At paras 56-57 of their judgment, the court in Reference by the Lord Advocate of devolution issues ( UKSC 31) declared: “The central issue is whether legislation for a referendum on Scottish independence would relate to a reserved matter…. The critical question is accordingly whether the proposed Bill would relate to the Union of the Kingdoms of Scotland and England or the Parliament of the United Kingdom. Section 29(3) [of the Scotland act 1998] provides, so far as material:
For the purposes of this section, the question of whether a provision of an Act of the Scottish Parliament relates to a reserved matter is to be determined…by reference to the purpose of the provision, having regard (among other things) to its effect in all the circumstances.”
Citing Martin v Most  UKSC 10 para 49, Imperial Tobacco Ltd v Lord Advocate  UKSC 61 para 16 and In re UK Withdrawal from the European Union (Legal Continuity) (Scotland) Bill  UKSC 64 para 27, they went on: “The court has repeatedly held that the phrase “relates to” indicates something more than a loose or consequential connection.” Subsequently, a reconfirmation that the test to be applied should indeed be “more than a loose or consequential connection” reappears in the judgment – although, at para 65, the court also took account of an argument that a different “close connection” test had some authoritative support but, at paras 71-72, swept that aside and reaffirmed the “more than a loose or consequential” formula. In its conclusions, the court stated (para 82) : “It is plain that a Bill which makes provision for a referendum on independence – on ending the Union – has a more than loose or consequential connection with the Union of Scotland and England. That conclusion is fortified when regard is had to the effect of such a referendum…. It is equally plain that a Bill which makes provision for a referendum on independence – on ending the sovereignty of the Parliament of the United Kingdom over Scotland – has more than a loose or consequential connection with the sovereignty of that Parliament.”
The undoubted centrality of the “more than a loose or consequential connection” test deployed in the court’s reasoning and decision is clear. Less clear, however, is whether meaning can be given to the test. The “loose” element imports inevitable vagueness and may be problematic on that account – a more loose or less loose (tighter) connection must be difficult to calibrate, although, if opportunities arise, a pattern might emerge over time. “Consequential”, however, has to be the main target for criticism. What does the word mean? The reason I ask the question – but am I alone in doing so? – is a fear that, in the context of its use in this test, its meaning is not being understood or is being misrepresented. Is it even being used to mean the opposite of its ordinary or dictionary definition? Any such misrepresentation must affect the value of the word as a crucial component of a legal test.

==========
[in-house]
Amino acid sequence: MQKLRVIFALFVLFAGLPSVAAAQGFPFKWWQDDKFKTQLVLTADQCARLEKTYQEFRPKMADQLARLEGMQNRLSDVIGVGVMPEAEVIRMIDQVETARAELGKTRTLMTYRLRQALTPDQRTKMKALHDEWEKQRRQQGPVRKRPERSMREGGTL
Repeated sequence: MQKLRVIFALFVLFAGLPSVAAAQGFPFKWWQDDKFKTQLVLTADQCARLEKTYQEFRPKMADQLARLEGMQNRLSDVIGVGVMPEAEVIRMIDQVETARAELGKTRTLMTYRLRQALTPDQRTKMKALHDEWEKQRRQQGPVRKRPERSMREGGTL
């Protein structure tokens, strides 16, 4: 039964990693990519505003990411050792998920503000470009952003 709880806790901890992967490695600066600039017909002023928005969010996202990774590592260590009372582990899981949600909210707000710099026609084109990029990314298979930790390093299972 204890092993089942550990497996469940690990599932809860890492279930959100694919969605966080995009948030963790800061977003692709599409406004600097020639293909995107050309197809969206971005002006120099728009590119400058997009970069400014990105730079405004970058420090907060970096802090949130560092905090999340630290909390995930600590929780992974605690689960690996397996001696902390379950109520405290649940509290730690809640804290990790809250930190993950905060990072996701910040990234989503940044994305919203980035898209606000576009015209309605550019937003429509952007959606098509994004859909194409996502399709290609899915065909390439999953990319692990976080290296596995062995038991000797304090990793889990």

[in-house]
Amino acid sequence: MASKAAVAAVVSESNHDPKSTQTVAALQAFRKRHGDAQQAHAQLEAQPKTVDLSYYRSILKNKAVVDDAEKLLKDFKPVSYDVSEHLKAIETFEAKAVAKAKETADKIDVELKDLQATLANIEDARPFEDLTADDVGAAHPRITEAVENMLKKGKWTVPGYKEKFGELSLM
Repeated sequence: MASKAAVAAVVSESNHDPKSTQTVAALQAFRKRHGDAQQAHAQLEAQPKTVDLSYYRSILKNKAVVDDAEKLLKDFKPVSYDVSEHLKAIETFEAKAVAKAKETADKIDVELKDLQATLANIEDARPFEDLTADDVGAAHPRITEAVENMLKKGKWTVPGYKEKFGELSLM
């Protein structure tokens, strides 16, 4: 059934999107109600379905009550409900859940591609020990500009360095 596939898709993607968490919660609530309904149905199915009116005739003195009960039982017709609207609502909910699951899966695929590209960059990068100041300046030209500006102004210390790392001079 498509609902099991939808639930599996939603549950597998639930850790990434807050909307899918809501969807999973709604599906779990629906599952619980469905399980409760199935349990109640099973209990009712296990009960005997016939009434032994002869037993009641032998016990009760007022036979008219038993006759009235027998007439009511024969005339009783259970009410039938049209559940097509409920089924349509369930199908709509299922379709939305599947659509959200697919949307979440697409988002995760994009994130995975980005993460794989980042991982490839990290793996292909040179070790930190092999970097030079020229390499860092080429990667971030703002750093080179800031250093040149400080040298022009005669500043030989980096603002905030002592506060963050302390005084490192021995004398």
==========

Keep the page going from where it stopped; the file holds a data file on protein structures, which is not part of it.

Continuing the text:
Mention of the dictionary, of course, cues consultation of Volume “C” of Murray’s New Dictionary (1893), rewarded by a whole column on “Consequential”, with nearly another column on “Consequentiality”, “Consequentially”, “Consequentialness”, “Consequentious”, “Consequently” and “Consequentness”. Murray confirms the impression also given by lesser but more recent sources that there are at least two strands of meaning to be given to “consequential”. One is as a synonym for “significant” or “important”, the meaning that derives from “having consequences”. The other suggests something whose impact is less than immediate or direct but (perhaps merely) “consequential” – although lawyers themselves would, I think, be unhappy about the designation of “consequential loss” as any less significant than its more immediate counterpart.
Some consequential questions:
- In the context of the test for sufficiency of connection, what does “consequential” mean?
- What term is to be used to describe the connection which is indeed held to be more than “consequential” – such as that held to exist in relation to an Independence Referendum Bill? Might it have to be an “inconsequential” connection?
- Or, in the alternative, might “inconsequential” have been a better term in the first place for the disqualifying connection, in place of “consequential”?
- Or might a different term altogether have been preferred, offering a meaning more evidently synonymous with or complementary to “loose”? And less inherently ambiguous?
Chris Himsworth is Emeritus Professor of Administrative Law, University of Edinburgh
(Suggested citation: C. Himsworth, ‘Referendum Bill Consequentials ’, U.K. Const. L. Blog (29th November 2022) (available at https://ukconstitutionallaw.org/))